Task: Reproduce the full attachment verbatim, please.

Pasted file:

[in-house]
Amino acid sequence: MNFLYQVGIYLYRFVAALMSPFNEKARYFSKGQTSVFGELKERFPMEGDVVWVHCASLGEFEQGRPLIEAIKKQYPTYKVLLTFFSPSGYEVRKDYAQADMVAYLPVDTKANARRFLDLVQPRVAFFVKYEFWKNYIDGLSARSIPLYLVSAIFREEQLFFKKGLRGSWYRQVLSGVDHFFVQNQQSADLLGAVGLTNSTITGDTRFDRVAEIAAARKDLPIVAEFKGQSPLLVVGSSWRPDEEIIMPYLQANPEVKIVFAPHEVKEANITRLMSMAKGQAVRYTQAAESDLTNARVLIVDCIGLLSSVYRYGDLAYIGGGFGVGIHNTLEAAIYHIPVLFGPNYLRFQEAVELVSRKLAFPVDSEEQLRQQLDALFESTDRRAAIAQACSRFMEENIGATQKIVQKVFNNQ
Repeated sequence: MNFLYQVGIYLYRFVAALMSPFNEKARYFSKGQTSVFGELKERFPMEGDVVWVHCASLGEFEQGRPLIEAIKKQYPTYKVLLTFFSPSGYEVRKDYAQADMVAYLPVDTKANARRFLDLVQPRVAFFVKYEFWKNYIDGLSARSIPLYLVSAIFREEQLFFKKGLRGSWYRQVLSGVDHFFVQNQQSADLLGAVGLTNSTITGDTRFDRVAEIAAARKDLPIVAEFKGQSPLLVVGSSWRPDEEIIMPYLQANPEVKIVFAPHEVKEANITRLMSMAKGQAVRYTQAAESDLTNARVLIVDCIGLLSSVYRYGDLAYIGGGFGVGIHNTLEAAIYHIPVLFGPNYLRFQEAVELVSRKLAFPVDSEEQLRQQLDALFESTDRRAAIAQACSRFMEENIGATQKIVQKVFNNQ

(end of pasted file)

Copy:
[in-house]
Amino acid sequence: MNFLYQVGIYLYRFVAALMSPFNEKARYFSKGQTSVFGELKERFPMEGDVVWVHCASLGEFEQGRPLIEAIKKQYPTYKVLLTFFSPSGYEVRKDYAQADMVAYLPVDTKANARRFLDLVQPRVAFFVKYEFWKNYIDGLSARSIPLYLVSAIFREEQLFFKKGLRGSWYRQVLSGVDHFFVQNQQSADLLGAVGLTNSTITGDTRFDRVAEIAAARKDLPIVAEFKGQSPLLVVGSSWRPDEEIIMPYLQANPEVKIVFAPHEVKEANITRLMSMAKGQAVRYTQAAESDLTNARVLIVDCIGLLSSVYRYGDLAYIGGGFGVGIHNTLEAAIYHIPVLFGPNYLRFQEAVELVSRKLAFPVDSEEQLRQQLDALFESTDRRAAIAQACSRFMEENIGATQKIVQKVFNNQ
Repeated sequence: MNFLYQVGIYLYRFVAALMSPFNEKARYFSKGQTSVFGELKERFPMEGDVVWVHCASLGEFEQGRPLIEAIKKQYPTYKVLLTFFSPSGYEVRKDYAQADMVAYLPVDTKANARRFLDLVQPRVAFFVKYEFWKNYIDGLSARSIPLYLVSAIFREEQLFFKKGLRGSWYRQVLSGVDHFFVQNQQSADLLGAVGLTNSTITGDTRFDRVAEIAAARKDLPIVAEFKGQSPLLVVGSSWRPDEEIIMPYLQANPEVKIVFAPHEVKEANITRLMSMAKGQAVRYTQAAESDLTNARVLIVDCIGLLSSVYRYGDLAYIGGGFGVGIHNTLEAAIYHIPVLFGPNYLRFQEAVELVSRKLAFPVDSEEQLRQQLDALFESTDRRAAIAQACSRFMEENIGATQKIVQKVFNNQ